To mark Germany’s current EU Council Presidency, we hosted the Shaping Europe giveaway the last couple of months to create a wonderful map of the best places in Europe. All participants sent us their favorite places and we created this wonderful collection of the most amazing magical places in Europe.
Since reunification in 1990, the Federal Republic of Germany has had 16 rather than just eleven Länder or federal states, the five new states being Brandenburg, Mecklenburg-Vorpommern, Saxony, Saxony-Anhalt and Thuringia. Districts in the former East Germany (GDR) were merged to recreate the former historic states. There were no Länder in the GDR.
1990 was a year that changed the world. Germans remember 3 October in particular as this was the day on which Germany was reunited. But that was not the only far-reaching event of the year:
November 9, 1989, the day on which the Berlin Wall fell, marked the climax of a trend that was similar to a revolution and in which the citizens of the GDR played the main role. Some, because they did everything in their power to leave a state that refused to grant them the freedom to travel and who by occupying embassies abroad forced the authorities into allowing them to leave, and others because they proclaimed in no uncertain terms that they wished to stay in the GDR. However, they also demanded fundamental reforms, which the regime could not agree to without setting its downfall in motion. Given this assault on two fronts, despite massive security measures the GDR collapsed like a house of cards in the space of just a few months. This paved the way for the division of Germany to be overcome and for the country to be reunited on October 3, 1990.
According to the Robert Koch Institute (RKI), 285.332 people have tested to be infected with the Covid 19 virus during the corona pandemic in Germany (as of September 28th). How many people in Germany have died from the coronavirus?
These films achieved international acclaim because they are entertaining, exciting and, quite simply, good. They take you back in time to the period of division and reunification:
On 3 October 1990, I remember that sunny early autumn day well, I was visiting a friend in Kiel. Her mother, an Englishwoman, congratulated me warmly on Germany’s reunification, exclaiming what an important day it was in terms of global history! 22 years old at the time, I did not really understand what she meant, and I certainly wasn’t in much of a celebratory mood. And yet I grew up in Lower Saxony, in an area close to the border between East and West Germany, with the Wall essentially on my doorstep. I was a “Wessi” who had always been interested in the East because the Iron Curtain itself made one curious about what might be behind it.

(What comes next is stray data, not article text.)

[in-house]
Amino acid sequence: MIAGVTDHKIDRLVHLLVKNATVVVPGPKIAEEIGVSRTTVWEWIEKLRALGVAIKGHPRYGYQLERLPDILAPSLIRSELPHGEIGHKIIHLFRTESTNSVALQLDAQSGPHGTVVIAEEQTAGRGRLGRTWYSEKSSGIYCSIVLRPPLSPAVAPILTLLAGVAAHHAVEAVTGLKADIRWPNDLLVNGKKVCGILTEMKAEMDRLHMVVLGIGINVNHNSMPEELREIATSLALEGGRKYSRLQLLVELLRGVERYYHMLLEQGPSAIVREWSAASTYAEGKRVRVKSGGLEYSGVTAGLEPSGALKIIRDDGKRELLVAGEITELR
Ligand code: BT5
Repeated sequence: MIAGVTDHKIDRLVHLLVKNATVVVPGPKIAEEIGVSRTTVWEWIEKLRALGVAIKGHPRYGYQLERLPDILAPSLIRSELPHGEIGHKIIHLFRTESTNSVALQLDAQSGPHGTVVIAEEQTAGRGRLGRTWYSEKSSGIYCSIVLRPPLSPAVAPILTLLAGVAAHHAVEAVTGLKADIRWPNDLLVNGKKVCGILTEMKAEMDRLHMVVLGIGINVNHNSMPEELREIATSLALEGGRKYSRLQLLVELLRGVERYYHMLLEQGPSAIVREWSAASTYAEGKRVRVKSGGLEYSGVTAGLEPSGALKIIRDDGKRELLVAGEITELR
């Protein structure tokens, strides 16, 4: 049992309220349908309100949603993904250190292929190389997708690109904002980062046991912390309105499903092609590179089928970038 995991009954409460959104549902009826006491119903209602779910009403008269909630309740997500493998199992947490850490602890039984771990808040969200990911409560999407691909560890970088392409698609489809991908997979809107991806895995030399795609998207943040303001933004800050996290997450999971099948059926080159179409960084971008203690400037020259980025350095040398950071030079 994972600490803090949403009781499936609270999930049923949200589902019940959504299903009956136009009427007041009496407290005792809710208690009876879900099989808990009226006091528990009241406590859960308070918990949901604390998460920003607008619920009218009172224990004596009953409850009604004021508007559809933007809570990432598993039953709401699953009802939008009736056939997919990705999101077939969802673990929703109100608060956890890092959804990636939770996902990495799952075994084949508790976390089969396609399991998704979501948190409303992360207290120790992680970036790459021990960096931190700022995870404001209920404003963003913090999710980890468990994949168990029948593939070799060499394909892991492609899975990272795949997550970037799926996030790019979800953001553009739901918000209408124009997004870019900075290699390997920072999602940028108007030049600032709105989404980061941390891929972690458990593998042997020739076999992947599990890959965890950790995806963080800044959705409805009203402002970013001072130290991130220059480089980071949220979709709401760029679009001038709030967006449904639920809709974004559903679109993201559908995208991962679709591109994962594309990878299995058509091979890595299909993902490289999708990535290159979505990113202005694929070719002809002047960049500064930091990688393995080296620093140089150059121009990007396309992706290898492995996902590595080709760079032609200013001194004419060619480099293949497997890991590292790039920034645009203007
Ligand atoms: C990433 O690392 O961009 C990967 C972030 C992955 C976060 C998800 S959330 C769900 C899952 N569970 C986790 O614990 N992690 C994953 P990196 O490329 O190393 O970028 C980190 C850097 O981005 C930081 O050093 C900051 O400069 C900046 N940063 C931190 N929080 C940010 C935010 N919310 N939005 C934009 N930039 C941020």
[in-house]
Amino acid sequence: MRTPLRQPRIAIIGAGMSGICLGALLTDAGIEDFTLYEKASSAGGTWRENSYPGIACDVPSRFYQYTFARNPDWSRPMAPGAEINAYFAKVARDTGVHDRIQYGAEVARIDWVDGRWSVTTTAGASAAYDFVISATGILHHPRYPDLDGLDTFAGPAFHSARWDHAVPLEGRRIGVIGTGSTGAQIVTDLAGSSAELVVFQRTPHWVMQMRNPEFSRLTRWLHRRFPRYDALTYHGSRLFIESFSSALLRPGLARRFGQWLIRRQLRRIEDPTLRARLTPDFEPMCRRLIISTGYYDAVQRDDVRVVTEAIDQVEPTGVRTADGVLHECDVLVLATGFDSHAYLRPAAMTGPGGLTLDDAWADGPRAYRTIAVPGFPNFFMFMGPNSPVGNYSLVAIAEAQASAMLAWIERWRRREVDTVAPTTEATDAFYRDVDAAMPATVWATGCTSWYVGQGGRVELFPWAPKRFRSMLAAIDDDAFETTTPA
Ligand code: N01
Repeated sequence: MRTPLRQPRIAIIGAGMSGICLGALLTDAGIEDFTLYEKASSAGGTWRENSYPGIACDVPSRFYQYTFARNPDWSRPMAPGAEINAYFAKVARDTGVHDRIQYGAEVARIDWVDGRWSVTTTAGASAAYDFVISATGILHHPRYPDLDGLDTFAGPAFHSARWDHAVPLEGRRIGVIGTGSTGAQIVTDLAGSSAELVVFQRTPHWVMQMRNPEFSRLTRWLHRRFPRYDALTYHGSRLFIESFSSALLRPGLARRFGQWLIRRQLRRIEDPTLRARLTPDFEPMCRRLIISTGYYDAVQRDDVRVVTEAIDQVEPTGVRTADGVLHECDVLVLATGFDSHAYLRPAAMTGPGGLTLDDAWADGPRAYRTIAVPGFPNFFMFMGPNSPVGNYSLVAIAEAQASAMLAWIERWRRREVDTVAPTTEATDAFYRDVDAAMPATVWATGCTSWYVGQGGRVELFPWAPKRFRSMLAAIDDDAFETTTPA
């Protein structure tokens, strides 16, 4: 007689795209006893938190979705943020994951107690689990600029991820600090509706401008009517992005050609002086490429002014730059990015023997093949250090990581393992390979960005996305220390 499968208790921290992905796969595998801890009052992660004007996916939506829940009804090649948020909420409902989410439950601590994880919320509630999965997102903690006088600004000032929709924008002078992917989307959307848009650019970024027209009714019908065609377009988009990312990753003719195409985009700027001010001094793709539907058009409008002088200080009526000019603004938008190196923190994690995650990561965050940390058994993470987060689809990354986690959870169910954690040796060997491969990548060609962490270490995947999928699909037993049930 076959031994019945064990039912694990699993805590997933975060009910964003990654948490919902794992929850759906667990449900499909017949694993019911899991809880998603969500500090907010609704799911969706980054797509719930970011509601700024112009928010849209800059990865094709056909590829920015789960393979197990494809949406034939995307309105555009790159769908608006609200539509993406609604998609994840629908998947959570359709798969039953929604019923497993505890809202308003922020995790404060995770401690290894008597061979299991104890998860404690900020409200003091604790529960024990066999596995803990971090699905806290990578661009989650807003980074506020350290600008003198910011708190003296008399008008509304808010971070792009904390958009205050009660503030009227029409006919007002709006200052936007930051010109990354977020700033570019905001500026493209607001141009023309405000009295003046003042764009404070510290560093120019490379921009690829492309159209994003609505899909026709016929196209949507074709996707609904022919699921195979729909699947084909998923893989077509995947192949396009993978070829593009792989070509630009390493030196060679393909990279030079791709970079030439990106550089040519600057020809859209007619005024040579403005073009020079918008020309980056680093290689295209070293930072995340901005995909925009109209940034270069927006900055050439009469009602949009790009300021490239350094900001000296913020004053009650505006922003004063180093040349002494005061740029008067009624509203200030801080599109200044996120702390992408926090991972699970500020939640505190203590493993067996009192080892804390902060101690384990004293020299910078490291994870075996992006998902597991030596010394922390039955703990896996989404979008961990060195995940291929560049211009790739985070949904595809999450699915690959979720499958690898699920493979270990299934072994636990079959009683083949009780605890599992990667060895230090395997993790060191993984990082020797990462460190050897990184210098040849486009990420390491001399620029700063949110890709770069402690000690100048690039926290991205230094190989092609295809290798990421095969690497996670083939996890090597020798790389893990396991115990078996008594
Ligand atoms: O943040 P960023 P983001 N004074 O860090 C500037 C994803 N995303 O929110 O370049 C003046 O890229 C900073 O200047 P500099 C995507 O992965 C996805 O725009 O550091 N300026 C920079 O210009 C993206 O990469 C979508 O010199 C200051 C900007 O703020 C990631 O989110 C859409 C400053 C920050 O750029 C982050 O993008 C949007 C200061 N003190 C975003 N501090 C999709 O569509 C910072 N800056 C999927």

It was ten years before that famous 3 October 1990, the “Day of German Unity” that has been a national holiday ever since, that the way was paved for the end of Europe’s division and for German reunification. On 14 August 1980, almost all 17,000 workers at the Lenin Shipyard in the Polish city of Gdansk went out on strike. It was then that people behind the “Iron Curtain” – as it was known in the West – learnt that their voices could not be suppressed for ever. Five years later, on 11 March 1985, a new general secretary of the Communist Party was elected in Moscow: Mikhail Gorbachev. This was the second key step on the path to German unity and European freedom. After 14 August 1980 the road was still long and painful, with many people losing their freedom and many others their lives, before in 1990 the Two Plus Four Agreement and finally the Accession Treaty established the legal basis for a new, peaceful order in all of Germany and in Europe.